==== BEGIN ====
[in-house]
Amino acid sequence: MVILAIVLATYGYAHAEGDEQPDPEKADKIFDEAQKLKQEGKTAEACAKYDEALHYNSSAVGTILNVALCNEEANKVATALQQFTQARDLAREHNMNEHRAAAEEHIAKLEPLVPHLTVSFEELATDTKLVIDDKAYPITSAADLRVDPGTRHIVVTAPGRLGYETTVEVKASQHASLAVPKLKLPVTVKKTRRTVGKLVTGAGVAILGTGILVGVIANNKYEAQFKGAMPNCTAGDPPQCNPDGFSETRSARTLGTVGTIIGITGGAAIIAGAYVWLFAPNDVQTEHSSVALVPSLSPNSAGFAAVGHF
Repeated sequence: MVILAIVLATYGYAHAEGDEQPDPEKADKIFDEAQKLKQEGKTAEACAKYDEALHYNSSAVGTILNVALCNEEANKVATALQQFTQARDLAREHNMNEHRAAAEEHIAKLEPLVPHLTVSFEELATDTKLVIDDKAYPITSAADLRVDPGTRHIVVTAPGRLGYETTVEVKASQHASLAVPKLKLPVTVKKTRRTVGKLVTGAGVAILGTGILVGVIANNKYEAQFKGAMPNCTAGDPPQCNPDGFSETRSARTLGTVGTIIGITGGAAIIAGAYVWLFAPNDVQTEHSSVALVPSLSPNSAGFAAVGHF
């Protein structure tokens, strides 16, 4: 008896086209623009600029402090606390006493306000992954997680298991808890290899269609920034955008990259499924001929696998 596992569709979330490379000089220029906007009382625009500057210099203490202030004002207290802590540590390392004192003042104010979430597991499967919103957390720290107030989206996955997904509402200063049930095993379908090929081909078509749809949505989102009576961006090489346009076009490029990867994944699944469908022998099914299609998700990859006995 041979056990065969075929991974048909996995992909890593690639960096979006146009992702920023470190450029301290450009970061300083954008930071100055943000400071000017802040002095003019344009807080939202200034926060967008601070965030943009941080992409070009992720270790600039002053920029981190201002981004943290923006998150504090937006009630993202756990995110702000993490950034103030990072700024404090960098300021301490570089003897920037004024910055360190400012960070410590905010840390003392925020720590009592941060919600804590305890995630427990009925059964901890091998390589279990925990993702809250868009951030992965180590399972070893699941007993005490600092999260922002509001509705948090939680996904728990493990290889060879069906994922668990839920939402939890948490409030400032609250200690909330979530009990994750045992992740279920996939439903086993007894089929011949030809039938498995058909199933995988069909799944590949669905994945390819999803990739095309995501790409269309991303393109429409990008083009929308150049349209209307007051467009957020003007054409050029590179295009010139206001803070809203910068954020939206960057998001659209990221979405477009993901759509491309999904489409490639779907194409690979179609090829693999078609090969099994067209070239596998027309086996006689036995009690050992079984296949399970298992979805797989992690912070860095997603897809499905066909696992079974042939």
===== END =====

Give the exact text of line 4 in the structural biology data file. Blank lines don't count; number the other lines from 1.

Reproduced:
């Protein structure tokens, strides 16, 4: 008896086209623009600029402090606390006493306000992954997680298991808890290899269609920034955008990259499924001929696998 596992569709979330490379000089220029906007009382625009500057210099203490202030004002207290802590540590390392004192003042104010979430597991499967919103957390720290107030989206996955997904509402200063049930095993379908090929081909078509749809949505989102009576961006090489346009076009490029990867994944699944469908022998099914299609998700990859006995 041979056990065969075929991974048909996995992909890593690639960096979006146009992702920023470190450029301290450009970061300083954008930071100055943000400071000017802040002095003019344009807080939202200034926060967008601070965030943009941080992409070009992720270790600039002053920029981190201002981004943290923006998150504090937006009630993202756990995110702000993490950034103030990072700024404090960098300021301490570089003897920037004024910055360190400012960070410590905010840390003392925020720590009592941060919600804590305890995630427990009925059964901890091998390589279990925990993702809250868009951030992965180590399972070893699941007993005490600092999260922002509001509705948090939680996904728990493990290889060879069906994922668990839920939402939890948490409030400032609250200690909330979530009990994750045992992740279920996939439903086993007894089929011949030809039938498995058909199933995988069909799944590949669905994945390819999803990739095309995501790409269309991303393109429409990008083009929308150049349209209307007051467009957020003007054409050029590179295009010139206001803070809203910068954020939206960057998001659209990221979405477009993901759509491309999904489409490639779907194409690979179609090829693999078609090969099994067209070239596998027309086996006689036995009690050992079984296949399970298992979805797989992690912070860095997603897809499905066909696992079974042939």